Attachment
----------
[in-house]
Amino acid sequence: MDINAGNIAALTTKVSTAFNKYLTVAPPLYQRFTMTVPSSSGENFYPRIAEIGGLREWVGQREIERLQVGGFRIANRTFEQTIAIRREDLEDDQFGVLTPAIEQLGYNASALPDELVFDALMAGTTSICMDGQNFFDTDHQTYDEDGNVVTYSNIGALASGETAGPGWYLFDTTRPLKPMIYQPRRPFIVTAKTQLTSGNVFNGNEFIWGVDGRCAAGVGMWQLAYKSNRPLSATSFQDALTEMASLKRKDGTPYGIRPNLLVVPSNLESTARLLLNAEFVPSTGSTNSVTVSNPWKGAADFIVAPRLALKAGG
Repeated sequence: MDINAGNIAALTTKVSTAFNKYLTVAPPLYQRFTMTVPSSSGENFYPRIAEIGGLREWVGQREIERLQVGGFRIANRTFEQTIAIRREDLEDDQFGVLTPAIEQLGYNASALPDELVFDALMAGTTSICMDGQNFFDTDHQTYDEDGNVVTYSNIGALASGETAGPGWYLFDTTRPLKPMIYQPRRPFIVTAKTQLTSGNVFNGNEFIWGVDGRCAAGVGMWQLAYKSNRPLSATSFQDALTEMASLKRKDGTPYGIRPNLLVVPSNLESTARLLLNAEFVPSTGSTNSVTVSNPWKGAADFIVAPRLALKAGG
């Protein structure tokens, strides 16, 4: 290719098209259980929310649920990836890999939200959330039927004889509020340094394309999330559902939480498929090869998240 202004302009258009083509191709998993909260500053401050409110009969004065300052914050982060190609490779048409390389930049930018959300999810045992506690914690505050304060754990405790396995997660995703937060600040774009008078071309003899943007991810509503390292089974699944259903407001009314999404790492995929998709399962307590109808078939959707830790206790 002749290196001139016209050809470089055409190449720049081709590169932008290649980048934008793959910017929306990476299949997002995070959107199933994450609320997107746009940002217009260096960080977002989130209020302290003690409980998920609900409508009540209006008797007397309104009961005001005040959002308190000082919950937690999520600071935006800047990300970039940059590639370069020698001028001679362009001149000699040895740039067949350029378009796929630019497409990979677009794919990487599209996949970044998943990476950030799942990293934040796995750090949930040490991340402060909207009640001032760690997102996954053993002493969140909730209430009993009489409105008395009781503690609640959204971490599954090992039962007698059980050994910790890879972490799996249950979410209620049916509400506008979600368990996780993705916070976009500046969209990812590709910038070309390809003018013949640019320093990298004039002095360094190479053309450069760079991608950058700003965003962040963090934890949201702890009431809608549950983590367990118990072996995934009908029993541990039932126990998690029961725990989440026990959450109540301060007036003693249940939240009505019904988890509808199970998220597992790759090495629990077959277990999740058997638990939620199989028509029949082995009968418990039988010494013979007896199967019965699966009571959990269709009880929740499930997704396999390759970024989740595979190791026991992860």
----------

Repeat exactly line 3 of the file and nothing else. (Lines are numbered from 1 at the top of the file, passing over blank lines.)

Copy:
Repeated sequence: MDINAGNIAALTTKVSTAFNKYLTVAPPLYQRFTMTVPSSSGENFYPRIAEIGGLREWVGQREIERLQVGGFRIANRTFEQTIAIRREDLEDDQFGVLTPAIEQLGYNASALPDELVFDALMAGTTSICMDGQNFFDTDHQTYDEDGNVVTYSNIGALASGETAGPGWYLFDTTRPLKPMIYQPRRPFIVTAKTQLTSGNVFNGNEFIWGVDGRCAAGVGMWQLAYKSNRPLSATSFQDALTEMASLKRKDGTPYGIRPNLLVVPSNLESTARLLLNAEFVPSTGSTNSVTVSNPWKGAADFIVAPRLALKAGG